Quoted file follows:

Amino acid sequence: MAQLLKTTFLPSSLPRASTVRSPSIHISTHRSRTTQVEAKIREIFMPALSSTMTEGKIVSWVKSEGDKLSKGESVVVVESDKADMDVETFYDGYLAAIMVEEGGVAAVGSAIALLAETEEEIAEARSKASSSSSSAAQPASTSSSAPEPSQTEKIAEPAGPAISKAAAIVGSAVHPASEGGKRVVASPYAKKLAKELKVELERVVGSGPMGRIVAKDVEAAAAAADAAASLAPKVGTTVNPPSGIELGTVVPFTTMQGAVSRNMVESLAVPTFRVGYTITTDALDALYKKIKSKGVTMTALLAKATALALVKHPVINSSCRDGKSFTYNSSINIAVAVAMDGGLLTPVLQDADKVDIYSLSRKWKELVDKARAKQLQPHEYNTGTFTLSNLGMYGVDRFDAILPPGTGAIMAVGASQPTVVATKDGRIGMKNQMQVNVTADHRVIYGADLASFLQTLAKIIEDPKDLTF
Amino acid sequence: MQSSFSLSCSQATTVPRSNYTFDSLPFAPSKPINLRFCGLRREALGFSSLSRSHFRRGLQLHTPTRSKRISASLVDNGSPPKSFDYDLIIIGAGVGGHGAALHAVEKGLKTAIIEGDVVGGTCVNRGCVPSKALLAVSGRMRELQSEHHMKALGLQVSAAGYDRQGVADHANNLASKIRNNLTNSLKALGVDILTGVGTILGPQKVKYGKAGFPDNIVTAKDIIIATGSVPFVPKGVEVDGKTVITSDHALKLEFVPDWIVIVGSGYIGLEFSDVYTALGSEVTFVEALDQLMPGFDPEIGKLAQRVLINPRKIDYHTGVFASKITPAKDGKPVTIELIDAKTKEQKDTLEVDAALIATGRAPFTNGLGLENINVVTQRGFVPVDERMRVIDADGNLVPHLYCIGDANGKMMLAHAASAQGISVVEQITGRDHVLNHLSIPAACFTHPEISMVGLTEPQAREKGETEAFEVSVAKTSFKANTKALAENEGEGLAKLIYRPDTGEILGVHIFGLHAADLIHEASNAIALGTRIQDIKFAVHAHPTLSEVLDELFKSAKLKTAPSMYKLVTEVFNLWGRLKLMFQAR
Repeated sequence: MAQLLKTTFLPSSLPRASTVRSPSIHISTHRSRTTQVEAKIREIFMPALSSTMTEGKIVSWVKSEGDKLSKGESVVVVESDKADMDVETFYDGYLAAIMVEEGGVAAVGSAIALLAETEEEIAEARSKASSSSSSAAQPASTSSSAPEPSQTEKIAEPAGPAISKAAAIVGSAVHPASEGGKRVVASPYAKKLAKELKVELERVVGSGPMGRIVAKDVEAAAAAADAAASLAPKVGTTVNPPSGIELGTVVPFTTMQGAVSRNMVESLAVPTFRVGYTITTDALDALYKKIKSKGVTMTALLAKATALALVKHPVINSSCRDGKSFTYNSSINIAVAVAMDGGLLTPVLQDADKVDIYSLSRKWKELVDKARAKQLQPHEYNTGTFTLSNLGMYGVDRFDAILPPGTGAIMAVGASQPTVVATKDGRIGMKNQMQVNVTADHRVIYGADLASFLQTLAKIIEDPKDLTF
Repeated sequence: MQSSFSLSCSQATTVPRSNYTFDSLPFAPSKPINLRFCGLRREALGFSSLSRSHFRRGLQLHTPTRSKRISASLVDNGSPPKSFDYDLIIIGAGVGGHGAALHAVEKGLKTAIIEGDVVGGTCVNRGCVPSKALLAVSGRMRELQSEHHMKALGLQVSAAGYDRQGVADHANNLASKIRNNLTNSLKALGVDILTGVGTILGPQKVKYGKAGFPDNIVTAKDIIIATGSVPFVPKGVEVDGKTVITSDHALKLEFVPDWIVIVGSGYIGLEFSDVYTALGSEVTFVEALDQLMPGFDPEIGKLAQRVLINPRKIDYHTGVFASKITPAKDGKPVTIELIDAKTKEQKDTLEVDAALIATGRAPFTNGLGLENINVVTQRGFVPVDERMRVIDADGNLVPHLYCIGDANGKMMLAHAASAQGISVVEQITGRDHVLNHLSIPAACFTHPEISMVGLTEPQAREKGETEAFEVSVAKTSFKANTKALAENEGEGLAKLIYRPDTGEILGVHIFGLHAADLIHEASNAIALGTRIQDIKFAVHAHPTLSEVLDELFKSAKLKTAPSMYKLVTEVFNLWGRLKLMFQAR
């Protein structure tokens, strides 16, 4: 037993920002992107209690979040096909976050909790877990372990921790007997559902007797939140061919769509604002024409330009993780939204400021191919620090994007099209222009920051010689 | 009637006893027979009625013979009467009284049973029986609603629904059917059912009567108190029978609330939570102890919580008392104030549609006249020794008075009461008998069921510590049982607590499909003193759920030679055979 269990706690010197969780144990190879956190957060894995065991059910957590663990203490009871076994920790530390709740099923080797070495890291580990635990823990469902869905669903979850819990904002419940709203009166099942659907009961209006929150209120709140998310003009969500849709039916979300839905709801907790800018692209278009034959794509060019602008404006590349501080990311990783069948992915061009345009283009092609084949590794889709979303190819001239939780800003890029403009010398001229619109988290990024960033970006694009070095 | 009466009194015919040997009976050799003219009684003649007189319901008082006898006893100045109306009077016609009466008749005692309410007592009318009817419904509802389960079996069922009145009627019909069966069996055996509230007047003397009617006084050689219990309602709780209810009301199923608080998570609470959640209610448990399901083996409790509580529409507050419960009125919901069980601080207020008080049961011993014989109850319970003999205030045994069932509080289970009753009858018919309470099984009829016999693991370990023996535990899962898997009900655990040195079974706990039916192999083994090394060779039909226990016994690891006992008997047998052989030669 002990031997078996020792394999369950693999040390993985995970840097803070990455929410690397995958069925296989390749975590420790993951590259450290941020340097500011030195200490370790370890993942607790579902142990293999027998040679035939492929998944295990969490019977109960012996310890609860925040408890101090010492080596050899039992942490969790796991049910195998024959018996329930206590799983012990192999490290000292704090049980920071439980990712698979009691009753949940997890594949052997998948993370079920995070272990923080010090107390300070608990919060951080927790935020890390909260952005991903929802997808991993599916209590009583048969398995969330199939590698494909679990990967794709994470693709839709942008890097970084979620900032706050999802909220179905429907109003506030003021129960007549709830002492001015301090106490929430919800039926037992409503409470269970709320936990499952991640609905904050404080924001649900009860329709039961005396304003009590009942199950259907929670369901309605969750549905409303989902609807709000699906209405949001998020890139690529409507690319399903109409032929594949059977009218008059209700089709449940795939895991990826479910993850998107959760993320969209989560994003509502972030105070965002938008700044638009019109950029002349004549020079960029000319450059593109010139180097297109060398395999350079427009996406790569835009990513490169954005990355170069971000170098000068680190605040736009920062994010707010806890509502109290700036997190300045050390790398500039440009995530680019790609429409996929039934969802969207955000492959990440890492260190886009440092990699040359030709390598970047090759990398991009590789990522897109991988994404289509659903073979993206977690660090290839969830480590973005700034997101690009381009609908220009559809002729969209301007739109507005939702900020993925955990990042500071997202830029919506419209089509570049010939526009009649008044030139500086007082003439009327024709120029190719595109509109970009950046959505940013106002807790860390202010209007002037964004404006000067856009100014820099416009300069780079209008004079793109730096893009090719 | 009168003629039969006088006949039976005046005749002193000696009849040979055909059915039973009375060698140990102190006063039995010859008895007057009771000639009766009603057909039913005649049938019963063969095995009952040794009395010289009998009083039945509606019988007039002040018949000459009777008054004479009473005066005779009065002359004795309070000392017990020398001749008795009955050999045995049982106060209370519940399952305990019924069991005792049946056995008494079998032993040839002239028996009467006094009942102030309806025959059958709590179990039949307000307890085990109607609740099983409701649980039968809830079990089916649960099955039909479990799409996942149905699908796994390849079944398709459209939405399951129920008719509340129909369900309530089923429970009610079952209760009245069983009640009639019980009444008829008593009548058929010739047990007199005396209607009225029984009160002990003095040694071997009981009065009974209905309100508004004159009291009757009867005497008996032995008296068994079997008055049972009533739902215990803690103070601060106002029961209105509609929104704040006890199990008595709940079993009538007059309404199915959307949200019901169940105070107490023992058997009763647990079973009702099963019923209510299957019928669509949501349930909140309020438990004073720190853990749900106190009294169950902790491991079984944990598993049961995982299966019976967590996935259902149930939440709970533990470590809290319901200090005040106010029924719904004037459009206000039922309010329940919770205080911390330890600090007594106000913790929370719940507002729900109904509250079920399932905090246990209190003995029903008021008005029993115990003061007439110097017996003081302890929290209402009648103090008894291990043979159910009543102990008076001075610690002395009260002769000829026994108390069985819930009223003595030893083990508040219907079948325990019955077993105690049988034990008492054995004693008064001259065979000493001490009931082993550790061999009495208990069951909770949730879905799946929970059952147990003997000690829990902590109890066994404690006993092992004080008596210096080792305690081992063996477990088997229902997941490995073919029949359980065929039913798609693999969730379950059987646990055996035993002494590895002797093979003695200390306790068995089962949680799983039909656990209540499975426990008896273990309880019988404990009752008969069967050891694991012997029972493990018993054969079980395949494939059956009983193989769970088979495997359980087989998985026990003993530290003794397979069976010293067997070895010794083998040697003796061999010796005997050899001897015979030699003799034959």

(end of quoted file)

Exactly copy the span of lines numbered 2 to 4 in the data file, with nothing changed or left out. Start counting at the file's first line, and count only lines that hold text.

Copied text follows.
Amino acid sequence: MQSSFSLSCSQATTVPRSNYTFDSLPFAPSKPINLRFCGLRREALGFSSLSRSHFRRGLQLHTPTRSKRISASLVDNGSPPKSFDYDLIIIGAGVGGHGAALHAVEKGLKTAIIEGDVVGGTCVNRGCVPSKALLAVSGRMRELQSEHHMKALGLQVSAAGYDRQGVADHANNLASKIRNNLTNSLKALGVDILTGVGTILGPQKVKYGKAGFPDNIVTAKDIIIATGSVPFVPKGVEVDGKTVITSDHALKLEFVPDWIVIVGSGYIGLEFSDVYTALGSEVTFVEALDQLMPGFDPEIGKLAQRVLINPRKIDYHTGVFASKITPAKDGKPVTIELIDAKTKEQKDTLEVDAALIATGRAPFTNGLGLENINVVTQRGFVPVDERMRVIDADGNLVPHLYCIGDANGKMMLAHAASAQGISVVEQITGRDHVLNHLSIPAACFTHPEISMVGLTEPQAREKGETEAFEVSVAKTSFKANTKALAENEGEGLAKLIYRPDTGEILGVHIFGLHAADLIHEASNAIALGTRIQDIKFAVHAHPTLSEVLDELFKSAKLKTAPSMYKLVTEVFNLWGRLKLMFQAR
Repeated sequence: MAQLLKTTFLPSSLPRASTVRSPSIHISTHRSRTTQVEAKIREIFMPALSSTMTEGKIVSWVKSEGDKLSKGESVVVVESDKADMDVETFYDGYLAAIMVEEGGVAAVGSAIALLAETEEEIAEARSKASSSSSSAAQPASTSSSAPEPSQTEKIAEPAGPAISKAAAIVGSAVHPASEGGKRVVASPYAKKLAKELKVELERVVGSGPMGRIVAKDVEAAAAAADAAASLAPKVGTTVNPPSGIELGTVVPFTTMQGAVSRNMVESLAVPTFRVGYTITTDALDALYKKIKSKGVTMTALLAKATALALVKHPVINSSCRDGKSFTYNSSINIAVAVAMDGGLLTPVLQDADKVDIYSLSRKWKELVDKARAKQLQPHEYNTGTFTLSNLGMYGVDRFDAILPPGTGAIMAVGASQPTVVATKDGRIGMKNQMQVNVTADHRVIYGADLASFLQTLAKIIEDPKDLTF
Repeated sequence: MQSSFSLSCSQATTVPRSNYTFDSLPFAPSKPINLRFCGLRREALGFSSLSRSHFRRGLQLHTPTRSKRISASLVDNGSPPKSFDYDLIIIGAGVGGHGAALHAVEKGLKTAIIEGDVVGGTCVNRGCVPSKALLAVSGRMRELQSEHHMKALGLQVSAAGYDRQGVADHANNLASKIRNNLTNSLKALGVDILTGVGTILGPQKVKYGKAGFPDNIVTAKDIIIATGSVPFVPKGVEVDGKTVITSDHALKLEFVPDWIVIVGSGYIGLEFSDVYTALGSEVTFVEALDQLMPGFDPEIGKLAQRVLINPRKIDYHTGVFASKITPAKDGKPVTIELIDAKTKEQKDTLEVDAALIATGRAPFTNGLGLENINVVTQRGFVPVDERMRVIDADGNLVPHLYCIGDANGKMMLAHAASAQGISVVEQITGRDHVLNHLSIPAACFTHPEISMVGLTEPQAREKGETEAFEVSVAKTSFKANTKALAENEGEGLAKLIYRPDTGEILGVHIFGLHAADLIHEASNAIALGTRIQDIKFAVHAHPTLSEVLDELFKSAKLKTAPSMYKLVTEVFNLWGRLKLMFQAR